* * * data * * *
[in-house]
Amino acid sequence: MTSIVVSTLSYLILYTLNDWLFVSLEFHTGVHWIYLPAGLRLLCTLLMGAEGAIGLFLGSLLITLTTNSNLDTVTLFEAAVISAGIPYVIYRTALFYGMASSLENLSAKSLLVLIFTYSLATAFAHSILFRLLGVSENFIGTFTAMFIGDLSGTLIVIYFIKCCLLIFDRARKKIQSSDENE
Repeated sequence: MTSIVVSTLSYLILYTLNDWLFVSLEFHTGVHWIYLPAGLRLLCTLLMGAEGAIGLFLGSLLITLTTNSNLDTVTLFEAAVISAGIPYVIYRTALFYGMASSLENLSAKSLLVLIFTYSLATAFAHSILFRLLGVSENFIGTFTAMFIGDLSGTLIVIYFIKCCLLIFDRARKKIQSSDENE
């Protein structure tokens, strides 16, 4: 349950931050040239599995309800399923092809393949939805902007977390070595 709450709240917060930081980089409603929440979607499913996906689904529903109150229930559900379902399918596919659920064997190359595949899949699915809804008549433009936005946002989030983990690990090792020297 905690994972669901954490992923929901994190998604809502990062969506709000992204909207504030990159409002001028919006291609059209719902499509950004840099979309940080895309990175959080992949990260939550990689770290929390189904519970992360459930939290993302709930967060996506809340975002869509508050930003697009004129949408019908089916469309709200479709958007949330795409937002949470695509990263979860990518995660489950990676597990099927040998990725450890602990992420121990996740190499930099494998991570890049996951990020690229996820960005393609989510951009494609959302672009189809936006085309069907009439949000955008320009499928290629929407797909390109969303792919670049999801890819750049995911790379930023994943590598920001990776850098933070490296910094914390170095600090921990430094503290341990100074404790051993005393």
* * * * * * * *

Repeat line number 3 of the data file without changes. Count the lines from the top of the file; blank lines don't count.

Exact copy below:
Repeated sequence: MTSIVVSTLSYLILYTLNDWLFVSLEFHTGVHWIYLPAGLRLLCTLLMGAEGAIGLFLGSLLITLTTNSNLDTVTLFEAAVISAGIPYVIYRTALFYGMASSLENLSAKSLLVLIFTYSLATAFAHSILFRLLGVSENFIGTFTAMFIGDLSGTLIVIYFIKCCLLIFDRARKKIQSSDENE